The 1996 cult novel became a sensational hit movie which catapulted Thailand into the minds of a new generation. It became a right of passage for young Western adults to visit Thailand.

Formerly, Thailand developed an international reputation as a sex tourism destination, one that has been difficult for the Thai government to dispel. 

Leonardo Di Caprio returns to Thailand and the beach on vacation with his stunning Italian girlfriend

Unfortunately, in the last two decades, the problem with insurance coverage for tourists has made news headlines instead. 

These focus on the dangers associated with the country, including its treacherous roads. The propensity for tourists, for instance, to have motorcycle accidents. The country has become associated with danger in the minds of Western audiences. 

Just a few stories of tourists who have become seriously ill while holidaying in Thailand. Story of an Irishman and an Englishman in Bangkok and Phuket

Recent news stories include the hospitalisation of an Irish tourist from Cork, James Burke. On his way to the airport in Bangkok, he contracted a severe illness, a dengue fever infection. This led his family to launch a ฿6.6 million or €176,000 online fundraising drive.

In the meantime, a private hospital in Bangkok billed the family €2,700 a day. It exhausted their savings.

Previously, a UK man from Southend on Sea, Dean Penson, struggling to pay his bill at a public hospital in Phuket, gained similar notoriety.

Irish man’s family turn to media when confronted with a ฿6.6 million medical bill to save tourist’s life
Another black eye for Thai tourism with sick UK man’s ‘horrific’ plight in Phuket exposed on world’s media

In the aftermath of Tuesday’s cabinet meeting, Thai Prime Minister Srettha Thavisin instructed the Minister of Tourism and Sports to proceed with plans to organise medical insurance cover for all incoming tourists. 

The Ministry of Tourism and Sports will organise the insurance coverage directly. The Office of the Insurance Commission will provide the life insurance cover. 

There is scepticism and potential problems. Coverage is too low, it should provide air ambulance services in very severe life-threatening cases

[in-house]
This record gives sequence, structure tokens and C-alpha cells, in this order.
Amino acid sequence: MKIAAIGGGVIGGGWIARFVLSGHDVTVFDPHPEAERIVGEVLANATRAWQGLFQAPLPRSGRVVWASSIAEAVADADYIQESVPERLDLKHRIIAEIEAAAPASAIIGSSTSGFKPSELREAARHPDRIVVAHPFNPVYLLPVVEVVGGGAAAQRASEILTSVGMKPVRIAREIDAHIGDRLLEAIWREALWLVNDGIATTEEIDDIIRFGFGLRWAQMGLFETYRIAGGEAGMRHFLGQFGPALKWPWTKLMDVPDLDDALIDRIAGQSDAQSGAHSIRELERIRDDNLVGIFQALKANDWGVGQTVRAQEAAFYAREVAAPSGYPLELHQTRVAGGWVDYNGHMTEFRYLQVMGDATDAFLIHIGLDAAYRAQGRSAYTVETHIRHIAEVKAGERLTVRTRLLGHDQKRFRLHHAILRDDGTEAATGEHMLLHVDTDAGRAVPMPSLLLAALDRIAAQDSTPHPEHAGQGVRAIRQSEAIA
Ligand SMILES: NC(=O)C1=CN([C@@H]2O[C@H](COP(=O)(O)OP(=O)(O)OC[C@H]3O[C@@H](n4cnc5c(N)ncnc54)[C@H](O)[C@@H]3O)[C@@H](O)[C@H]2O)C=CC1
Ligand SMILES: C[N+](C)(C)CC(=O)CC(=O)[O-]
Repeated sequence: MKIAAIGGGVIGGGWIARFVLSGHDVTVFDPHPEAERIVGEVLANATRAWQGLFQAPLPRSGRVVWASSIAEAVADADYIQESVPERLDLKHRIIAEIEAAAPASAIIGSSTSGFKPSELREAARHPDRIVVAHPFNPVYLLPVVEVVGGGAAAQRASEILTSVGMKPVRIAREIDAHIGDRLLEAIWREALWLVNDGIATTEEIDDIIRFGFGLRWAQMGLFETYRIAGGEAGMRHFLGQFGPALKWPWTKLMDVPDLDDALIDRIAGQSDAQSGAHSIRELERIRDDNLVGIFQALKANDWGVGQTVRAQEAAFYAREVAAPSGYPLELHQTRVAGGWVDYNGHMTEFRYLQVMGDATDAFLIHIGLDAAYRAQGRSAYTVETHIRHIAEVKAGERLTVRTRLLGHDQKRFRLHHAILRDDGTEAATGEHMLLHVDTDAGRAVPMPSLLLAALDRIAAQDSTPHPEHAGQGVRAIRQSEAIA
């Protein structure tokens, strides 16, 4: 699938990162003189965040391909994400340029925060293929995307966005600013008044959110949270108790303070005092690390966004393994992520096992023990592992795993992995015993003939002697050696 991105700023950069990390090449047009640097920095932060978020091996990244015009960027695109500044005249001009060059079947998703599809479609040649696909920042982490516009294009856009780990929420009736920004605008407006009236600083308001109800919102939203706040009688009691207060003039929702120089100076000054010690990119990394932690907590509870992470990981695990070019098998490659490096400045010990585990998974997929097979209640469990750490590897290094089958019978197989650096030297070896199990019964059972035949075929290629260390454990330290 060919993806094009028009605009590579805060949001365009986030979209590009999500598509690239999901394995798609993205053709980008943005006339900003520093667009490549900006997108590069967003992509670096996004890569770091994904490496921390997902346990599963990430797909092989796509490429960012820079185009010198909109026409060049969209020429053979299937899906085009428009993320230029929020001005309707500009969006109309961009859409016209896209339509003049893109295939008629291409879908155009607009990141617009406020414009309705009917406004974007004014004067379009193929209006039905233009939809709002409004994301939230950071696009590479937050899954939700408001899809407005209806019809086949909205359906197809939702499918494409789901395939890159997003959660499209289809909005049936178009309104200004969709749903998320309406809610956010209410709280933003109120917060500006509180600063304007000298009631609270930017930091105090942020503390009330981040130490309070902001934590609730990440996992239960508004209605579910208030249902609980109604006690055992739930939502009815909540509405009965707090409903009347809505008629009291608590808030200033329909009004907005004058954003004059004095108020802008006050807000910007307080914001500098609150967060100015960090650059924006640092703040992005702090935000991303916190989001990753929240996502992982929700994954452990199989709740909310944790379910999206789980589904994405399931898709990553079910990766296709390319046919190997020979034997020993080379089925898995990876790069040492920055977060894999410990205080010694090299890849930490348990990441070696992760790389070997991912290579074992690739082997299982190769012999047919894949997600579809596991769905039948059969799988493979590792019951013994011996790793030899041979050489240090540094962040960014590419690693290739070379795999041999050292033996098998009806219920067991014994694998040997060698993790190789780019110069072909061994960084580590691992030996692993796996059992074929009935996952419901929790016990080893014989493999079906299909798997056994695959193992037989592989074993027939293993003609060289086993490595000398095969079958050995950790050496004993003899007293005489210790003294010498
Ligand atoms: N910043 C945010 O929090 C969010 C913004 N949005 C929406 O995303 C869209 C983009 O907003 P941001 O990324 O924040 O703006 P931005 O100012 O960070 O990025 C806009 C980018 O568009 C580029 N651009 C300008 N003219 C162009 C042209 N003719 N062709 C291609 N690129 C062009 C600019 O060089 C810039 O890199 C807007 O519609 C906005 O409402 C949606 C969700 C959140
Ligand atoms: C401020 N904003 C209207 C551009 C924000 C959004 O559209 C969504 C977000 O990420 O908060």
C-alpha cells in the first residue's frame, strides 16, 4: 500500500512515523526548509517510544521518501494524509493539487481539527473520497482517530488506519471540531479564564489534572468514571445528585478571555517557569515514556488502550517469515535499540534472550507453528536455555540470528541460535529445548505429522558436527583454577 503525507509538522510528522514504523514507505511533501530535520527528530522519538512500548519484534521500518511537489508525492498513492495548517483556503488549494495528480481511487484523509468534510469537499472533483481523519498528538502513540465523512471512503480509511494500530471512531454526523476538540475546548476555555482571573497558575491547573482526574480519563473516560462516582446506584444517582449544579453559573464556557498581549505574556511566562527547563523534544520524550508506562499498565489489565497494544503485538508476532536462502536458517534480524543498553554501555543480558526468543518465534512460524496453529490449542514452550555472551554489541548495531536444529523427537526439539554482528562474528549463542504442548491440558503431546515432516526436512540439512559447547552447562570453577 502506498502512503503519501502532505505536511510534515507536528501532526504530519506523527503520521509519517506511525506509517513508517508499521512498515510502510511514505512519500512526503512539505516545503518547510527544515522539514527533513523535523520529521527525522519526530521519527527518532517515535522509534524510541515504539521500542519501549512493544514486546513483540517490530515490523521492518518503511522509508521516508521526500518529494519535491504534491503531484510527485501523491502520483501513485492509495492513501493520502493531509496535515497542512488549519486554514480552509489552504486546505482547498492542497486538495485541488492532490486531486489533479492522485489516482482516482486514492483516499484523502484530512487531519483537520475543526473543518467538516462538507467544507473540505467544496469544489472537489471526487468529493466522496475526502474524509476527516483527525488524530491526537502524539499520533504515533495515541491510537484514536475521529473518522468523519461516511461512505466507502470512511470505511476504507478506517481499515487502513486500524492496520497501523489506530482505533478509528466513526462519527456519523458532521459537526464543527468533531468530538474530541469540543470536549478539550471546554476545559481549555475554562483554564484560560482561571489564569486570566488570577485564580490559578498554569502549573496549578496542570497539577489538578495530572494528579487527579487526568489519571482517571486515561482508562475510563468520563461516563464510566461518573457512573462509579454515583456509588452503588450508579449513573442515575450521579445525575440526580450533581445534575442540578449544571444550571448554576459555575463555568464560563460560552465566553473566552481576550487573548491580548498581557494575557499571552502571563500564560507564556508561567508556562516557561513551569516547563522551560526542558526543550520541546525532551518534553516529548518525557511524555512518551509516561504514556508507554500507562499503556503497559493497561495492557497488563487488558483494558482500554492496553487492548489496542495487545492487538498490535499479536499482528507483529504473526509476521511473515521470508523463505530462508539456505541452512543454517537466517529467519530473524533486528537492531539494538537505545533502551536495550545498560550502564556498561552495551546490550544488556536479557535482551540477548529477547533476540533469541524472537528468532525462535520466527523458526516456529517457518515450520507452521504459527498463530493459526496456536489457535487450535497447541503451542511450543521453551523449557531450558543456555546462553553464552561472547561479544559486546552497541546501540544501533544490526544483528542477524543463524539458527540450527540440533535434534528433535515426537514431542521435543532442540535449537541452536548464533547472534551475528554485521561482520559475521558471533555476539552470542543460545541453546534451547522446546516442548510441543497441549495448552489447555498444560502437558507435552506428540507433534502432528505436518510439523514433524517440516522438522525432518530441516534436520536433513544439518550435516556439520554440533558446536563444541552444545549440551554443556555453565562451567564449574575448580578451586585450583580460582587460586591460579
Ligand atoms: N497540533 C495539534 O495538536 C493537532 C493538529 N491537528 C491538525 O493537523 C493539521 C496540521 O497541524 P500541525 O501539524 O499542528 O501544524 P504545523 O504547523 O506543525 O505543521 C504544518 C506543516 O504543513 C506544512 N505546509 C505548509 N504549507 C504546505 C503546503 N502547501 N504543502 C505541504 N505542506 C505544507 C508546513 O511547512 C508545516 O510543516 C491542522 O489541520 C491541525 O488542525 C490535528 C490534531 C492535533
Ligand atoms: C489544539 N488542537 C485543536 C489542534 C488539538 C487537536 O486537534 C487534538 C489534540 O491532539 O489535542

The problem, the limit on the proposed insurance is still only ฿500,000. Many observers suggest that this figure should be substantially higher. In view of the medical costs associated with some of the cases, perhaps ฿5 million would be adequate.

Another critical issue is the provision of an air ambulance. Many of the tourists wish to return to their own country when they become grievously ill. They frequently find themselves in a life-threatening situation which, of course, contributes to negative news drama.

This service is particularly expensive and can cost up to $100,000 at a time.

In any event, some sort of resolution to the issue would be an achievement by the government. After a decade and a half of talk, the proposal necessitates action. It is critical to underpinning and protecting Thailand’s vital foreign tourism industry.

The dithering on the issue, however, must stop.

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Further reading:

Irish man’s family turn to media when confronted with a ฿6.6 million medical bill to save tourist’s life

Tragic death of a Taiwanese tourist is another wake-up call for the government on insurance cover

66-year-old Thai woman highlights Thailand’s official tiered pricing in hospitals for foreigners

Another black eye for Thai tourism with sick UK man’s ‘horrific’ plight in Phuket exposed on world’s media

Tourist levy hits further turbulence with fears it could harm airline’s effort to boost flight numbers

Negative reaction and horror at Thailand’s plan to charge foreigners more than locals at hotels

Mass tourism to return again in 2021 with 10 million visitors targeted and full insurance cover with arrival levy

Thailand could introduce tourist tax or levy next year as expert group begins to examine plans

UK man stranded in Thailand facing a £100,000 medical bill 

Anutin: time to halt foreign tourism price deals, Thailand to be the Louis Vuitton of the world travel market

Battlefield friends help UK man and wife escape medical bill of £12k in Thailand. Now safely home